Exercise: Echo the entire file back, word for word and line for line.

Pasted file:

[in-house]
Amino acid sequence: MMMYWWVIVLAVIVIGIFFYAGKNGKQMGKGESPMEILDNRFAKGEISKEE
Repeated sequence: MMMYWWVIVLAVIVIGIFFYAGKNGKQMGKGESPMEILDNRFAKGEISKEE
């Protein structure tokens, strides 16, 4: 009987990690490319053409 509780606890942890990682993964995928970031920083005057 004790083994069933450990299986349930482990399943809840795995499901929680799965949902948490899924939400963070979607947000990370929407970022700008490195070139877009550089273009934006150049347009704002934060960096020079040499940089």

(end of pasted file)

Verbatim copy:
[in-house]
Amino acid sequence: MMMYWWVIVLAVIVIGIFFYAGKNGKQMGKGESPMEILDNRFAKGEISKEE
Repeated sequence: MMMYWWVIVLAVIVIGIFFYAGKNGKQMGKGESPMEILDNRFAKGEISKEE
């Protein structure tokens, strides 16, 4: 009987990690490319053409 509780606890942890990682993964995928970031920083005057 004790083994069933450990299986349930482990399943809840795995499901929680799965949902948490899924939400963070979607947000990370929407970022700008490195070139877009550089273009934006150049347009704002934060960096020079040499940089």